Pharmacists decry decision not to issue licenses for private pharmacies

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KUWAIT CITY, Jan 16:  Pharmacists are expressing dissatisfaction with the decision to halt the issuance of licenses for private pharmacies, considering it both unlawful and poorly thought out. The move, which came after the government’s resignation, is viewed as arbitrary and harmful to the private pharmacy sector in Kuwait, reports Al-Rai daily.

Several pharmacists, including Mubarak Al-Ajmi, Farah Sadiq, Khaled Al-Mutairi, and Shaima Abdul-Hussein, have raised concerns about the decision’s legality, emphasizing that it violates professional regulations.

They argue that nothing in the law prevents Kuwaiti pharmacists from obtaining licenses, provided all conditions are met, and it contradicts the state’s efforts to encourage private sector initiatives.

Pharmacists believe the decision poses risks to pharmaceutical security, the welfare of Kuwaiti citizens, and the pharmacists themselves. They question the rush to implement such measures, particularly in light of ongoing legal battles where pharmacists affected by closure decisions have won lawsuits against the ministry.

Mubarak Al-Ajmi criticized the decision as unjust and part of a series of arbitrary measures against private pharmacies, pointing to the cancellation of licenses for around 63 pharmacies.

He highlighted the potential financial repercussions for the ministry due to compensations demanded by affected pharmacists.

Farah Sadiq questioned the necessity of such a decision, especially when efforts are underway to draft new legislation regulating the pharmacy profession.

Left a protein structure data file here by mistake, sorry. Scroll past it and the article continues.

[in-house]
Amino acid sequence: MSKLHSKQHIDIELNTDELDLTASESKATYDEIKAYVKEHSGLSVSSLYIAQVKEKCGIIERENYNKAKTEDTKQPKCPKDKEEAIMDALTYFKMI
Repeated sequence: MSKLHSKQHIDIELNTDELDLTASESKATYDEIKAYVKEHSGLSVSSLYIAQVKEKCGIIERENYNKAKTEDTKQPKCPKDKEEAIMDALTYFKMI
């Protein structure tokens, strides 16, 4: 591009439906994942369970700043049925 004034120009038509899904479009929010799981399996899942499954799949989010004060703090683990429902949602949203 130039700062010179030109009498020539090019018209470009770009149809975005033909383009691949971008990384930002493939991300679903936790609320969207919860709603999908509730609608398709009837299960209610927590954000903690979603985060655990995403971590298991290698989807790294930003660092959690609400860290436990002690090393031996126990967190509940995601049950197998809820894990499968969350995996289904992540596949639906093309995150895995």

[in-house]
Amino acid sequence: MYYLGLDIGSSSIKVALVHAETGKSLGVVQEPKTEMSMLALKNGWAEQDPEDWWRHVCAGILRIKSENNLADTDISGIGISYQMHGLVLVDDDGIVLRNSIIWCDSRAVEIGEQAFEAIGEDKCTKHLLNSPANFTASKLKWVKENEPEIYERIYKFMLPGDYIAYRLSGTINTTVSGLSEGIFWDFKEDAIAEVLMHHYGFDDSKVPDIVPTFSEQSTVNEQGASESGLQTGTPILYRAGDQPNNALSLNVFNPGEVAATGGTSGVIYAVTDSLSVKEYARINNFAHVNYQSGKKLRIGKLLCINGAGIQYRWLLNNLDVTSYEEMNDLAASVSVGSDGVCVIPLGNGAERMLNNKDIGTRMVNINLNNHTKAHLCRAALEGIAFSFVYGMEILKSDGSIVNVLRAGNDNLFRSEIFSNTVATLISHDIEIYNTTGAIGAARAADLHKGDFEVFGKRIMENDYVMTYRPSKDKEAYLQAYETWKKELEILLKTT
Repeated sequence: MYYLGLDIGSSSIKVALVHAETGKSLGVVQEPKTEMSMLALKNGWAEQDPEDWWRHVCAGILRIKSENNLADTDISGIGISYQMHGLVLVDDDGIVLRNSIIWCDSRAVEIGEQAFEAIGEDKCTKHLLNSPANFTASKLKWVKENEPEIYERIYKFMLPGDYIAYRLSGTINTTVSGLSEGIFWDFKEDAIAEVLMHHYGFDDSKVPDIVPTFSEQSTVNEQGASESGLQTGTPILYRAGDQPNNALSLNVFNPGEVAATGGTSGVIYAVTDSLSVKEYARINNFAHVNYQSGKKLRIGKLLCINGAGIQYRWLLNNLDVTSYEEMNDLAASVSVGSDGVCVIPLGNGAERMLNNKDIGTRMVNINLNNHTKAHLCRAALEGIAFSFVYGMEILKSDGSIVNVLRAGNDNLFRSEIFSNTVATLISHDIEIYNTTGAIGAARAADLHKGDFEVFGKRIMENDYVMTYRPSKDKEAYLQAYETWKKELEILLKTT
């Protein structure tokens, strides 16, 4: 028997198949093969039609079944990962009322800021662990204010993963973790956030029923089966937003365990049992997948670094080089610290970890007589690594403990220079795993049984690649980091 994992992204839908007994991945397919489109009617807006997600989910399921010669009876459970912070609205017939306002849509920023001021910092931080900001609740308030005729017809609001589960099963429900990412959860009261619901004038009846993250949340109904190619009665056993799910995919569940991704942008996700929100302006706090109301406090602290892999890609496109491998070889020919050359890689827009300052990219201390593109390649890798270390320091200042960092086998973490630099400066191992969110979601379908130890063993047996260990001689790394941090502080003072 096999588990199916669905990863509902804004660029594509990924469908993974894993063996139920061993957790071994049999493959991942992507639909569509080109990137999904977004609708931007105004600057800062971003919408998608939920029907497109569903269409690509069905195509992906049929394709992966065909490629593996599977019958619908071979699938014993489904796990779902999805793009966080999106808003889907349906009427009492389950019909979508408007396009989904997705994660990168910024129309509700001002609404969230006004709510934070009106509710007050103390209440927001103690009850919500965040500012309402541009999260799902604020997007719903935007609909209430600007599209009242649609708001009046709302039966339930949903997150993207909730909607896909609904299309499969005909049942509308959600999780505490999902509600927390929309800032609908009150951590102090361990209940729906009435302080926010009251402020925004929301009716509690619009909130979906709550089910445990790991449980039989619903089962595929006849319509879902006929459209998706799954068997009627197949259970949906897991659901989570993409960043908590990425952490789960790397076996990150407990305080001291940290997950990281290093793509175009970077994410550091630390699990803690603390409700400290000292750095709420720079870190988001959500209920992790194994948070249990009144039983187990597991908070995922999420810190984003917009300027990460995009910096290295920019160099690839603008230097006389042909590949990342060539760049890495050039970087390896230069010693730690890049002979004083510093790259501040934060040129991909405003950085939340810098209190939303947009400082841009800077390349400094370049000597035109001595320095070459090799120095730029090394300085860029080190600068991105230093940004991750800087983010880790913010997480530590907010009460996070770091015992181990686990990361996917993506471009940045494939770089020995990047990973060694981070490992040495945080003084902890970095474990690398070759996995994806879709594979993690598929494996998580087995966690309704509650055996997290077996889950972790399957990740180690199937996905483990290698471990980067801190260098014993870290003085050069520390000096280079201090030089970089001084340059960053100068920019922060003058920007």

She called for a reconsideration of the decision, stressing its adverse impact will be not only on Kuwaiti pharmacists but also on the overall health sector.

Khaled Al-Mutairi labeled the decision as random and poorly considered, expressing disappointment with the lack of support for the private pharmaceutical sector.

He emphasized the detrimental effects on pharmacists’ ambitions and the potential strain on government sector pharmacies amid existing medication supply challenges.

Shaima Abdul-Hussein criticized the decision as confusing and questioned its timing, considering ongoing efforts to evaluate private pharmacies.

She highlighted the need for medical services in new residential areas, emphasizing the negative impact on Kuwaiti citizens and pharmacists.

Pharmacists are urging the Minister of Health to reconsider the decision, emphasizing the importance of supporting and encouraging the private pharmacy sector without compromising the livelihoods of pharmacists.

They hope for a comprehensive study to develop the pharmacy profession while preserving the rights of those in the field.

This news has been read 754 times!

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